I go home and give my girls big giant hugs for being good students. (I give M one too because, let’s face it, he’s awfully darn cute.) I sing their praises to Bella and Tadone, and to their dad later.

Some days, instead of worrying about doing this parenting gig wrong, I get a clear message: Whatever I’m doing, I’m doing all right.

Day 6: I am Thankful for My Village

The media turned Hillary Clinton’s “It takes a village” into a bit of a cliche, and in some cases a negative one, but I’ll be the first parent to tell you: Make sure you have a village.

For me, the village is less about raising my children — that’s up to Dan and me, and to some extent the schools we choose — than it is about having someone to turn to to say, “Uh, could you give me a hand?”

For example, this Saturday Flora has an all-day soccer tournament. Ten o’clock in the morning until four o’clock in the afternoon.

Since Monday is her birthday, and my parents are coming to town on Friday, I thought Saturday would be a good evening to celebrate with pizza and cake. And, er, a sleepover.

I delegated. Heavily.

My friend and Flora’s godmother, who is coming to stay with us Friday evening, will watch Kate and Michael Saturday while I take Flora to the tournament. My father will probably join us at the soccer field. After work, my husband will pick up the pizza, snacks, and cake and ice cream for the party.

I’m kind of hoping the house will just be “clean enough” for guests. If not, maybe my mom will pitch in and vacuum. (Otherwise, she’s just going to hang with her grandchildren, and who can blame her? She has cute grandchildren.)

This is the kind of stuff that happens all the time.

My in-laws, who are also our next door neighbors, are an invaluable part of our village too. And Twitter friends. And more.

This week alone, my MIL has cooked dinner twice and picked up the girls after their half-day of school. Each Thursday they pick M up from daycare so that I can go get my CSA vegetables. A friend of mine who lives near the soccer field where Flora will be Saturday offered to bring us lunch if she’s free.

I can’t do it alone, and I’m not afraid to ask for help. I don’t see that as a weakness. I see that as being smart!

What does your village help you with? Who’s in it?

Day 5: I am Thankful for Legal Drugs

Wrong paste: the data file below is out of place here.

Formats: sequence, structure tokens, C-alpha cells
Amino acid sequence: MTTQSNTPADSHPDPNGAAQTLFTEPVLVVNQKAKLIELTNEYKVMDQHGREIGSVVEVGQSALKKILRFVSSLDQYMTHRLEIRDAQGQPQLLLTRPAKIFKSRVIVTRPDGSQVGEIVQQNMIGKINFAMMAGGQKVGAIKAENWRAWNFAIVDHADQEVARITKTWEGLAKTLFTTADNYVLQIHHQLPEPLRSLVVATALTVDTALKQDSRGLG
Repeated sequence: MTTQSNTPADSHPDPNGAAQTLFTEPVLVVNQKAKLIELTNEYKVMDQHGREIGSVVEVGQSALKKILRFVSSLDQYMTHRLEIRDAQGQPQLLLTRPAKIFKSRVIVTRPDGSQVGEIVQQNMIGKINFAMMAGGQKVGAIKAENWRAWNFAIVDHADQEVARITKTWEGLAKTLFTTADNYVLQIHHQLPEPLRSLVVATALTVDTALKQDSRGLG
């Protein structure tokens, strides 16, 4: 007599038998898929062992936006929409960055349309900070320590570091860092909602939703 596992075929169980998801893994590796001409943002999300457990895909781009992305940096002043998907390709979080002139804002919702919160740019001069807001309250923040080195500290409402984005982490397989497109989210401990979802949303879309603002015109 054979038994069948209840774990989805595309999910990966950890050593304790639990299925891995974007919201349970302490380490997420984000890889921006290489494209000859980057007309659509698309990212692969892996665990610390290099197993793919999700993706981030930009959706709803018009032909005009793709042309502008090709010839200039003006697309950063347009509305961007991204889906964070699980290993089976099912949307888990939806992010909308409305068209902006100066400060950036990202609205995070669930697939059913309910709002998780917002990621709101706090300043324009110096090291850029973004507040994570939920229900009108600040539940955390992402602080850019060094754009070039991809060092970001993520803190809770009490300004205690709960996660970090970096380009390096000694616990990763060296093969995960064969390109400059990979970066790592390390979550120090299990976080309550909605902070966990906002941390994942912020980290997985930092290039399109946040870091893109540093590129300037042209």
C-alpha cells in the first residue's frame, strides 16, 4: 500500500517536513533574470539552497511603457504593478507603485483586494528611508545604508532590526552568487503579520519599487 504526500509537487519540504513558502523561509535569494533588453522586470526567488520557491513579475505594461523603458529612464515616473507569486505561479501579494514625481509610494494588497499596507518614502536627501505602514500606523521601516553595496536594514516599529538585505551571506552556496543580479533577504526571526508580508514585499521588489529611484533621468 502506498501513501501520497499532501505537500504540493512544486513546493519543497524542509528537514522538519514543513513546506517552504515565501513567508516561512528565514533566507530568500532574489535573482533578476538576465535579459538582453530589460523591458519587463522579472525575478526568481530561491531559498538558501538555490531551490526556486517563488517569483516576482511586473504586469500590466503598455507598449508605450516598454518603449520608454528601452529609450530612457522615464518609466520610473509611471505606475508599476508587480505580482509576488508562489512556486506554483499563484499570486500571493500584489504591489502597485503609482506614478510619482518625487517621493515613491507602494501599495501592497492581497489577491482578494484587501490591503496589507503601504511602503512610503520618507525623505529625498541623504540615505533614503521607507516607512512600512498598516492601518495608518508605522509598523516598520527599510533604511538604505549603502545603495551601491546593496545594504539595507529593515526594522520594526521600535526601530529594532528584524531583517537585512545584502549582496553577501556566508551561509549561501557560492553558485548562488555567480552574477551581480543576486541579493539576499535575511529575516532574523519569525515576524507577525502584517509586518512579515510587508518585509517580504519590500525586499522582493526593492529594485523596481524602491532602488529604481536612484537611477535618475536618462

As the daughter of pharmacists, I have always depended to a certain extent on medication to make me feel better. “Better living through chemistry!” I’ll happily declare, popping an OTC pill. If I have a headache, I take Tylenol. Muscle aches or menstrual cramps get ibuprofen. Cough medications and decongestants are fine to use.

And antibiotics are miracle drugs as far as I’m concerned. Having survived any number of ear infections and strep throat infections with my children, I have no problem with a pediatrician delivering the news that the source of my child’s misery or fever is an infection. Bring on the pink stuff! Within twenty-four hours, they will be feeling better, and I will be sleeping at night again.

Also, let’s be frank: I am fairly dependent on a number of mildly addictive substances.

I had an 8:30 a.m. meeting this morning (my own doing, no less), and as a result of yet another hellacious morning at home, I ran out of the house without my coffee. Ten minutes into the 8:30 meeting, my brain was clamoring for its wake-up brew. So the next 40 minutes were torture.

I need coffee, people. Or, more correctly, I need caffeine, and coffee is my chosen delivery method. It’s a bonus that I like the taste of coffee — a good, strong brew, with cream, no sugar. Each morning, I usually have a cup of French press coffee, and a cup of VIA. On weekends, I drink the entire French press (about three cups).

On the flip side, after my two or three morning cups, I go caffeine-free the rest of the day. If I drink anything with caffeine after noon, it affects my ability to go to sleep. And I have enough problems in that area.

Chocolate is another substance I need, although only occasionally. It’s a definite mood-booster for me. I gave it up one Lent, and realized that I take it for granted. Unlike coffee — or alcohol, which I will talk about in a second here — I don’t need chocolate daily. However, if I didn’t have chocolate for the occasional stress-reliever, mood-elevator, I’d probably have to go on a mild anti-depressant. Sometimes you need a kick in the seat — or, in this case, the pleasure center of the brain, to keep you moving along.

Another legal drug that I am dependent on is alcohol.

Yeah, I said it. The reason I’m not afraid to say that I’m dependent on my daily drink — usually a beer, sometimes a glass of wine — is because I know I’m not an alcoholic. I’ve wondered about that from time to time. I check in with myself.

I don’t consider myself an alcoholic — or even someone who abuses alcohol — because I don’t engage in a destructive pattern of alcohol use that includes any of the following: